Our educational model is driven by much more than simply making sure children are good students. Rather, it’s focused on equipping them to be lifelong learners who are fully developed and prepared to lead in the 21st century.

Whether you’ve been part of the Alaka’i O Kaua’i Charter School family for a while or are fairly new, you’ve most likely heard a lot of talk about “The 7 Habits” and how important they are to what we do. Stephen Covey’s best-selling The 7 Habits of Highly Effective People has been deeply influential in the shaping of our approach to project-based learning, as well as our staff development. We are constantly inspired by how we see our learners put the 7 Habits into action.

Over the coming weeks, we’ll expand on each of the habits, how they relate to learning at Alaka’i O Kaua’i Charter School, and even practical ways you can incorporate them into your daily life.

To get things started, though, we wanted to take today to introduce the 7 Habits.

  • Habit 1: Be Proactive: Being proactive is about taking responsibility for your life. Proactive people focus their time and energy on things they can control instead of reacting to or worrying about conditions over which they have little or no control.
  • Habit 2: Begin With the End in Mind: At the heart of this is beginning each day, task, or project with a clear vision of one’s desired direction and destination, and then continuing by flexing proactive muscles to make things happen.
  • Habit 3: Put First Things First: This is where Habits 1 and 2 come together. It happens day in and day out, moment by moment, and deals with many of the questions addressed in the field of time management. Habit 3 is about life management, as well — your purpose, values, roles, and priorities.
  • Habit 4: Think Win-Win: This habit presents life as a cooperative arena, not a competitive one. Win-win is a frame of mind and heart that constantly seeks mutual benefit in all human interactions. A win-win approach means agreements or solutions are mutually beneficial and satisfying.
  • Habit 5: Seek First to Understand, Then Be Understood: This habit can help transform communication. Too often, many of us can listen with the intent to reply, not to understand. We can filter everything we hear through our life experiences and our frame of reference. Consequently, we decide prematurely what the other person means before they finish communicating.
  • Habit 6: Synergize: This is the habit of creative cooperation. It’s a process of teamwork, open-mindedness, and the adventure of finding new solutions to old problems. It thrives on the idea that the whole is greater than the sum of the parts.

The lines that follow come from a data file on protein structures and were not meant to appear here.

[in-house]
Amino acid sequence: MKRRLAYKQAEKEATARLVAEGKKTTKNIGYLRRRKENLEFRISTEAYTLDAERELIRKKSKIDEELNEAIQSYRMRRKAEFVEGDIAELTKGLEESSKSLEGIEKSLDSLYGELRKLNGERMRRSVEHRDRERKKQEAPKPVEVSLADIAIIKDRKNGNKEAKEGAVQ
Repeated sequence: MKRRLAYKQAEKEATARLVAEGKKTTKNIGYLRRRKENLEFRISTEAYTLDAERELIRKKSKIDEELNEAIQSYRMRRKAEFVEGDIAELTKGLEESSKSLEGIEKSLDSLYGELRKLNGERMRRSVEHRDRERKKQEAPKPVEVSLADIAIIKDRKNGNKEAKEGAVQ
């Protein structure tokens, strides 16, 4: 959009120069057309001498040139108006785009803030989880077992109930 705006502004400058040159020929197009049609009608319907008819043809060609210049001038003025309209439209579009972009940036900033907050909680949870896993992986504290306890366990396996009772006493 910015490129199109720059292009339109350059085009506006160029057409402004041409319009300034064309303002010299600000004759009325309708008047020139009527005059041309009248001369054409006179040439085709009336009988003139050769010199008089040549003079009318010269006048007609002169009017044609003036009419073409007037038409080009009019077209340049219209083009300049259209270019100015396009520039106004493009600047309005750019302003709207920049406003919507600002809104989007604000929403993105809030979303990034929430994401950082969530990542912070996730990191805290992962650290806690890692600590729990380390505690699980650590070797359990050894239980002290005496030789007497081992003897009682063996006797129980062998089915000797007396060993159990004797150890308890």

• Habit 7: Sharpen the Saw: Living a life in balance means taking the necessary time to renew yourself. To “sharpen the saw” means to preserve and enhance the greatest asset you have — you. It means having a balanced program for self-renewal in the four areas of life: physical, social/emotional, mental, and spiritual.

Coming up next week, we’ll dive into the first habit, Be Proactive, discussing what it looks like in practical terms and how you can make it part of your life.

Alakai O Kauai campus and learners

Shop Amazon for FREE Fund-raising for Alakaʻi O Kauaʻi!

Amazon Smile pageDid you know you can help Alakaʻi O Kauaʻi grow and provide additional resources by just doing the things you’re already doing every day?

We call this “passive fundraising.” Through Amazon Smile, you can buy items for the same exact price, and Amazon will send us a portion of their proceeds each time you shop with them. Every little bit counts! Please help us take advantage of the opportunity to earn funds! See below for details and make sure your purchases make a difference! Please help us build a better school for our keiki with the opportunity to earn funds from everyday purchases! We sincerely appreciate everything our Alakaʻi Ohana can do to help!

See below for the simple steps for using Amazon Smile and see how easy it really is!

Amazon Smile

  • Shop on smile.amazon.com
  • Under the search bar on Amazon Smile’s site, it will say “Supporting.” This is where you’ll choose Alakaʻi O Kauaʻi.
  • Start shopping on smile.amazon.com so that Amazon will donate a portion of the purchase price to Alakaʻi O Kauaʻi.
  • If you purchase under the regular amazon.com, those purchases will not be donated to the school. It has to be through smile.amazon.com.

Alakai O Kauai campus and learners

Shop Amazon for FREE Fund-raising for Alakaʻi O Kauaʻi!

Amazon Smile pageDid you know you can help Alakaʻi O Kauaʻi grow and provide additional resources by just doing the things you’re already doing every day?

We call this “passive fundraising.” Through Amazon Smile, you can buy items for the same exact price, and Amazon will send us a portion of their proceeds each time you shop with them. Every little bit counts! Please help us take advantage of the opportunity to earn funds! See below for details and make sure your purchases make a difference! Please help us build a better school for our keiki with the opportunity to earn funds from everyday purchases! We sincerely appreciate everything our Alakaʻi Ohana can do to help!

See below for the simple steps for using Amazon Smile and see how easy it really is!

Amazon Smile

  • Shop on smile.amazon.com
  • Under the search bar on Amazon Smile’s site, it will say “Supporting.” This is where you’ll choose Alakaʻi O Kauaʻi.
  • Start shopping on smile.amazon.com so that Amazon will donate a portion of the purchase price to Alakaʻi O Kauaʻi.
  • If you purchase under the regular amazon.com, those purchases will not be donated to the school. It has to be through smile.amazon.com.